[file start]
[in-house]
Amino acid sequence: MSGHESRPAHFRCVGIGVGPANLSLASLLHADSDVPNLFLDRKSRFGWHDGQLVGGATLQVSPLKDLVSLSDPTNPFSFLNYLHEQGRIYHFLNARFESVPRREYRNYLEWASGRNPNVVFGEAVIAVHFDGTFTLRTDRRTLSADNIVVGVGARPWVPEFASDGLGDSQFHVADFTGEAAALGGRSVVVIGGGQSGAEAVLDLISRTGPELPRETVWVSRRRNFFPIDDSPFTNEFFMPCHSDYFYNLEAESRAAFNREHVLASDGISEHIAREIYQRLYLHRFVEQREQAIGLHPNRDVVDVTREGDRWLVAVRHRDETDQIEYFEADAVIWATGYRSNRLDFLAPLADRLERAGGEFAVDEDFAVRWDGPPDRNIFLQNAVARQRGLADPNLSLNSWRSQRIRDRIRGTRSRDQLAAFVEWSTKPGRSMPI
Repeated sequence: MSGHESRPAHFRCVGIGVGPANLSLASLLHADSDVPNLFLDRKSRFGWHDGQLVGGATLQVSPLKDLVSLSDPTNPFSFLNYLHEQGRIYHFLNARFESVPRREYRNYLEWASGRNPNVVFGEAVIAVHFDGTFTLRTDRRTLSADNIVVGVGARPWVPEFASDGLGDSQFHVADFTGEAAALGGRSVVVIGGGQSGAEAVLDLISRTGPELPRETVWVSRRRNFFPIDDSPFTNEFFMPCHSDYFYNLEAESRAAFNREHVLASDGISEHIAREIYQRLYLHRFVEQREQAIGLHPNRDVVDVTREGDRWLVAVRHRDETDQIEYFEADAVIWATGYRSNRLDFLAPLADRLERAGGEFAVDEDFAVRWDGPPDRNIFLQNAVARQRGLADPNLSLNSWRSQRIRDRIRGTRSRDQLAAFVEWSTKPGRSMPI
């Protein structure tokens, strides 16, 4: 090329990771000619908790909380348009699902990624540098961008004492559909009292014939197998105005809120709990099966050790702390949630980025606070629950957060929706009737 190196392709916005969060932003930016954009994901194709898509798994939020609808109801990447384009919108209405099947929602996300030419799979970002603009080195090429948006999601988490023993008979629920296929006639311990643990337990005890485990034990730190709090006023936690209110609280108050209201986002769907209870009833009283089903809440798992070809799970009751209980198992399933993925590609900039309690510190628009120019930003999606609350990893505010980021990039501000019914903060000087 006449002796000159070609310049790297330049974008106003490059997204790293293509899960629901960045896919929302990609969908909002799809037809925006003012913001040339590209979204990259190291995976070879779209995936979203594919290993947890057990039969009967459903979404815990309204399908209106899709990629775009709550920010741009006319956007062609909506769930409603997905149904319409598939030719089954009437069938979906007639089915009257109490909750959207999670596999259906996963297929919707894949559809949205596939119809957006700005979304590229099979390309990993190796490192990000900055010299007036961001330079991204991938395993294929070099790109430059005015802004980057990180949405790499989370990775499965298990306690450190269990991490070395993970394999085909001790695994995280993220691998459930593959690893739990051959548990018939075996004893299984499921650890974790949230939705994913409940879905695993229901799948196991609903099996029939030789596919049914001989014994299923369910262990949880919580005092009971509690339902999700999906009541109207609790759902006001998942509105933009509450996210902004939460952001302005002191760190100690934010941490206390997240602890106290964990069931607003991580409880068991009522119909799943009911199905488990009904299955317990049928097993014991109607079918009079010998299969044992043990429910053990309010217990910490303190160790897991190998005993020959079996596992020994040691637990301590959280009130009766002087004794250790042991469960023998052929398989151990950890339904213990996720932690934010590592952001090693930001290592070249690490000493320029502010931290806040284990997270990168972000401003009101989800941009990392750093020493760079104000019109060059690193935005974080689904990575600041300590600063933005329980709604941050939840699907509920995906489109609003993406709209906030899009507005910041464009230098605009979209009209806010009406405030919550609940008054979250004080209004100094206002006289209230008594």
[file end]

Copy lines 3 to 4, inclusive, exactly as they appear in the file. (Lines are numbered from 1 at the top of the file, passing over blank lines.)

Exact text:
Repeated sequence: MSGHESRPAHFRCVGIGVGPANLSLASLLHADSDVPNLFLDRKSRFGWHDGQLVGGATLQVSPLKDLVSLSDPTNPFSFLNYLHEQGRIYHFLNARFESVPRREYRNYLEWASGRNPNVVFGEAVIAVHFDGTFTLRTDRRTLSADNIVVGVGARPWVPEFASDGLGDSQFHVADFTGEAAALGGRSVVVIGGGQSGAEAVLDLISRTGPELPRETVWVSRRRNFFPIDDSPFTNEFFMPCHSDYFYNLEAESRAAFNREHVLASDGISEHIAREIYQRLYLHRFVEQREQAIGLHPNRDVVDVTREGDRWLVAVRHRDETDQIEYFEADAVIWATGYRSNRLDFLAPLADRLERAGGEFAVDEDFAVRWDGPPDRNIFLQNAVARQRGLADPNLSLNSWRSQRIRDRIRGTRSRDQLAAFVEWSTKPGRSMPI
């Protein structure tokens, strides 16, 4: 090329990771000619908790909380348009699902990624540098961008004492559909009292014939197998105005809120709990099966050790702390949630980025606070629950957060929706009737 190196392709916005969060932003930016954009994901194709898509798994939020609808109801990447384009919108209405099947929602996300030419799979970002603009080195090429948006999601988490023993008979629920296929006639311990643990337990005890485990034990730190709090006023936690209110609280108050209201986002769907209870009833009283089903809440798992070809799970009751209980198992399933993925590609900039309690510190628009120019930003999606609350990893505010980021990039501000019914903060000087 006449002796000159070609310049790297330049974008106003490059997204790293293509899960629901960045896919929302990609969908909002799809037809925006003012913001040339590209979204990259190291995976070879779209995936979203594919290993947890057990039969009967459903979404815990309204399908209106899709990629775009709550920010741009006319956007062609909506769930409603997905149904319409598939030719089954009437069938979906007639089915009257109490909750959207999670596999259906996963297929919707894949559809949205596939119809957006700005979304590229099979390309990993190796490192990000900055010299007036961001330079991204991938395993294929070099790109430059005015802004980057990180949405790499989370990775499965298990306690450190269990991490070395993970394999085909001790695994995280993220691998459930593959690893739990051959548990018939075996004893299984499921650890974790949230939705994913409940879905695993229901799948196991609903099996029939030789596919049914001989014994299923369910262990949880919580005092009971509690339902999700999906009541109207609790759902006001998942509105933009509450996210902004939460952001302005002191760190100690934010941490206390997240602890106290964990069931607003991580409880068991009522119909799943009911199905488990009904299955317990049928097993014991109607079918009079010998299969044992043990429910053990309010217990910490303190160790897991190998005993020959079996596992020994040691637990301590959280009130009766002087004794250790042991469960023998052929398989151990950890339904213990996720932690934010590592952001090693930001290592070249690490000493320029502010931290806040284990997270990168972000401003009101989800941009990392750093020493760079104000019109060059690193935005974080689904990575600041300590600063933005329980709604941050939840699907509920995906489109609003993406709209906030899009507005910041464009230098605009979209009209806010009406405030919550609940008054979250004080209004100094206002006289209230008594």